What could possibly go wrong at the March 19, 1932, opening of the Sydney Harbour Bridge and what has a solicitor from Young, later, a shire president, and a secretive paramilitary force got to do with it?
As the March 19 celebrations of the 90th year of Sydney Harbour Bridge draw closer, there bubbles up the story of Eric Campbell, a man who later described himself as “Fascist to my fingertips”.
Just months before the bridge opening, Campbell called NSW Premier Jack Lang a “tyrant and scoundrel”. He was fined £2 at Central Police Court for using insulting language; a charge he successfully appealed.
In the tense atmosphere of early 1932, murmurings were rife that Campbell and his right-wing group were plotting a coup or to kidnap Lang.
The well-educated son of a lawyer, Campbell had distinguished himself on the battlefields of Europe throughout WW1.
He was gassed in France, twice mentioned in dispatches in 1918 and awarded the Distinguished Service Order in January 1919.
After the war he resumed his legal career, initially in partnership with SG Rowe and then with his brothers as Campbell, Campbell and Campbell in a very successful practice.
He married Nancy Emma Browne, the daughter of a grazier, at “Memagong Station”, near Young in October 1924.
His first paramilitary activity occurred in 1925 when he and Major John Scott recruited a secret force of 500 ex-officers to try to quell a seaman’s strike.
In 1930 he became recruitment officer for a vigilante group of businessmen, ex-officers and graziers alarmed by the Depression and the election of JT Lang’s Labor government. They were known as the Old Guard.
Disappointed with the conservative and secretive Old Guard, early in 1931 Campbell – by then a reputable and well-connected businessman living in Turramurra – launched the New Guard which stressed loyalty to the throne and British Empire.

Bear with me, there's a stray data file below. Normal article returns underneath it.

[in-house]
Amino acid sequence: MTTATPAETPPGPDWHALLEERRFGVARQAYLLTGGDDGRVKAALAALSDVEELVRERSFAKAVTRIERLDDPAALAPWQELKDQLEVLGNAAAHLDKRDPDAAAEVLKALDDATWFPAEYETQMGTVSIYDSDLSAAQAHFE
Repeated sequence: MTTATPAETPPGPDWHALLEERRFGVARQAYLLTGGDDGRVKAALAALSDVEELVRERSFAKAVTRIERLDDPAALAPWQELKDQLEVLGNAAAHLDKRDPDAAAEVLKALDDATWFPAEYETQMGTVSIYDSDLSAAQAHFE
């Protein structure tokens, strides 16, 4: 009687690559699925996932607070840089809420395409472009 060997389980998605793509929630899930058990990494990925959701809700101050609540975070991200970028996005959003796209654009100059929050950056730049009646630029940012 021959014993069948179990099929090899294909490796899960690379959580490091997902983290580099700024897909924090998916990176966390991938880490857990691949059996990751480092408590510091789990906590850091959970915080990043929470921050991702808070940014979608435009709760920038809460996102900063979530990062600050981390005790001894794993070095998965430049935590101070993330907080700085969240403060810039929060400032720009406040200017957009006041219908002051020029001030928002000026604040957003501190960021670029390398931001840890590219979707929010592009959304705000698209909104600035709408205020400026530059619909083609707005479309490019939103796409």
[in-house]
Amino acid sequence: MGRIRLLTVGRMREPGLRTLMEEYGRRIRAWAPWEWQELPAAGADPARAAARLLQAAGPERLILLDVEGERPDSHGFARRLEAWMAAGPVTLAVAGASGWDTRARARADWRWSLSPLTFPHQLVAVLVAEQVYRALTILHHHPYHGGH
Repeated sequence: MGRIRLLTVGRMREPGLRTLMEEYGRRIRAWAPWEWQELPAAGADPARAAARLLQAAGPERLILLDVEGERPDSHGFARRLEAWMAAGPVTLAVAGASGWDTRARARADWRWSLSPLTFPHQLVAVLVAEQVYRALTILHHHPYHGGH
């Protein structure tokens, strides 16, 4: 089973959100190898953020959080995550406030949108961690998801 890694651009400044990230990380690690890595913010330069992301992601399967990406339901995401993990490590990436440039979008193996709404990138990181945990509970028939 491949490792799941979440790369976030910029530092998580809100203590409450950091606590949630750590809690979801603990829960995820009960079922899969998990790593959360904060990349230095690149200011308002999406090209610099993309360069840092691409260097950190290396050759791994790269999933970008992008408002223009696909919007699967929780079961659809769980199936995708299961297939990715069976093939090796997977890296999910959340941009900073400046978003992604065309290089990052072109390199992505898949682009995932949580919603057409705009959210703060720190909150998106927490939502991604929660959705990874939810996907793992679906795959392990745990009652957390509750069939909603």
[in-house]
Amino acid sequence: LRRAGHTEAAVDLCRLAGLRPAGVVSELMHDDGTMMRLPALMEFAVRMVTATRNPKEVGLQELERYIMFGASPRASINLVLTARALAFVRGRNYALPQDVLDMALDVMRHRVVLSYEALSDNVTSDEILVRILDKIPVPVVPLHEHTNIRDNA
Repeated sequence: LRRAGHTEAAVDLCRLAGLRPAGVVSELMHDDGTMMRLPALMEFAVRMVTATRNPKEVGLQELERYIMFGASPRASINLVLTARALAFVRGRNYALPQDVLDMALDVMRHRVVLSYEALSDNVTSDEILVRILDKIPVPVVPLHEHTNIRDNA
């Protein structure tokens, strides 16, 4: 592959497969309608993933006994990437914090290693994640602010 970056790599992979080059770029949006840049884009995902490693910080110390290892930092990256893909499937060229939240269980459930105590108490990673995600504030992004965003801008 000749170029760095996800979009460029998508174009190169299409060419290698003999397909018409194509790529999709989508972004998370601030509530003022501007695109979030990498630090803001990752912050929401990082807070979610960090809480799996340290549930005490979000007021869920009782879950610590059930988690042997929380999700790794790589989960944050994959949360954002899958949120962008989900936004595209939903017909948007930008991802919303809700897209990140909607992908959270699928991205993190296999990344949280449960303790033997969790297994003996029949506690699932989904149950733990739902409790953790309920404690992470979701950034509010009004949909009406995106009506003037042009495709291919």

The guard aimed at uniting “all loyal citizens irrespective of creed, party, social or financial position” in seeking “sane and honourable” government and the “abolition of machine politics”.
Organised along military lines, with a peak membership of 50,000, the New Guard rallied in public, broke up communist meetings, drilled, vilified the Labor Party and demanded the deportation of communists.
But rather than kidnapping the Premier or staging a coup, the Bridge opening provided the perfect opportunity for maximum publicity.
Captain Francis de Groot, a senior New Guard member, gained infamy for intervening on horseback during the official opening, cutting the tape before the premier could do so. He shouted: “In the name of the decent and loyal citizens of NSW, I declare this bridge open!”.
His protest was because Lang, not the Governor-General or indeed a member of the Royal Family, was performing the opening ceremony.
While many New Guard members felt the action was too radical, some who supported his actions presented de Groot with a hand-painted flag celebrating the incident; an idyllic image of the harbour forms the background, a bulldog in front of the Union Jack represents Britain, de Groot is shown on the left-hand side of the flag with his sword raised to slash the ribbon and an infamous photograph of Eric Campbell giving the Nazi salute, taken in December 1931, is reproduced in the top right.
This flag was acquired by Sydney Living Museums in 2017.
Lang was dismissed by the governor in May 1932 and with the easing of tension, members of the New Guard melted away. Dissension grew among those remaining as Campbell grew more authoritarian and militant.
In 1933 he visited Europe and met Fascist leaders; the next year he published The New Road, a case for Fascism and Mussolini’s ‘corporate state’.
Campbell expanded on the group’s politics in a 1933 newspaper interview with The Herald (Melbourne): “We’re not Italian Fascists or German Nazis, but as far as the broad philosophy of Fascism goes I am a Fascist to my finger-tips”.
He tried to take the remnant of the guard into party politics, forming the Centre Movement, but was defeated for Lane Cove at the 1935 State election.
Years later, Campbell returned to “Billaboola” (then a part of “Memagong Station”) and continued to practise as a solicitor in Young, also serving as Burrangong Shire Council president from 1949-50.
His final years took him to Yass and then Canberra where he died in 1970, survived by his wife, two sons and two daughters.
Information and excerpts sourced from the Australian Dictionary of Biography, Living Museums Sydney and The Australian War Memorial.